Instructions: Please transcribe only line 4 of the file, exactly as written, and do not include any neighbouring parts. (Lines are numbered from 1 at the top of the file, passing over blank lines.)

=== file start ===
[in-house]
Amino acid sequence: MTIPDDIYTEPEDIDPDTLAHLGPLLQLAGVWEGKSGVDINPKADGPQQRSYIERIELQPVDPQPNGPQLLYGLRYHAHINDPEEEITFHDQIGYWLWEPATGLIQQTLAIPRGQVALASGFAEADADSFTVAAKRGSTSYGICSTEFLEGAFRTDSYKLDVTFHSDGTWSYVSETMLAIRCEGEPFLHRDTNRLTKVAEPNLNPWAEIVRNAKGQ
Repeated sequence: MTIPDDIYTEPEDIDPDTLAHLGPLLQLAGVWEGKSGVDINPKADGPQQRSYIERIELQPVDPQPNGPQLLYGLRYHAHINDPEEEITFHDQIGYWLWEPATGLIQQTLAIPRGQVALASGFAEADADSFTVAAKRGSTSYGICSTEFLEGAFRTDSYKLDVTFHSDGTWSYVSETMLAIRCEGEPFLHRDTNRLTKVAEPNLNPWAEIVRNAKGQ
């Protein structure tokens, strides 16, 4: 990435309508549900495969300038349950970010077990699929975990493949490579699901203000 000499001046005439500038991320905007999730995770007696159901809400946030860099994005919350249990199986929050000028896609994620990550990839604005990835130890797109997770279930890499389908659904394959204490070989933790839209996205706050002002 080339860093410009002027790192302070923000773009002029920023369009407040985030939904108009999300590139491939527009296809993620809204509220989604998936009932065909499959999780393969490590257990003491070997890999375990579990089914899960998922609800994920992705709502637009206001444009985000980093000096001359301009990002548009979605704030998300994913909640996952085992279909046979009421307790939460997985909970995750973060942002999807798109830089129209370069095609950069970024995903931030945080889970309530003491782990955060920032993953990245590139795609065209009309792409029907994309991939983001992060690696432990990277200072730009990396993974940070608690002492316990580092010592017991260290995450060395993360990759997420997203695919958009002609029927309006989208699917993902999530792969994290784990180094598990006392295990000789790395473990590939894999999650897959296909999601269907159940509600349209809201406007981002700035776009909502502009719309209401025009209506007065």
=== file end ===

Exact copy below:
């Protein structure tokens, strides 16, 4: 990435309508549900495969300038349950970010077990699929975990493949490579699901203000 000499001046005439500038991320905007999730995770007696159901809400946030860099994005919350249990199986929050000028896609994620990550990839604005990835130890797109997770279930890499389908659904394959204490070989933790839209996205706050002002 080339860093410009002027790192302070923000773009002029920023369009407040985030939904108009999300590139491939527009296809993620809204509220989604998936009932065909499959999780393969490590257990003491070997890999375990579990089914899960998922609800994920992705709502637009206001444009985000980093000096001359301009990002548009979605704030998300994913909640996952085992279909046979009421307790939460997985909970995750973060942002999807798109830089129209370069095609950069970024995903931030945080889970309530003491782990955060920032993953990245590139795609065209009309792409029907994309991939983001992060690696432990990277200072730009990396993974940070608690002492316990580092010592017991260290995450060395993360990759997420997203695919958009002609029927309006989208699917993902999530792969994290784990180094598990006392295990000789790395473990590939894999999650897959296909999601269907159940509600349209809201406007981002700035776009909502502009719309209401025009209506007065």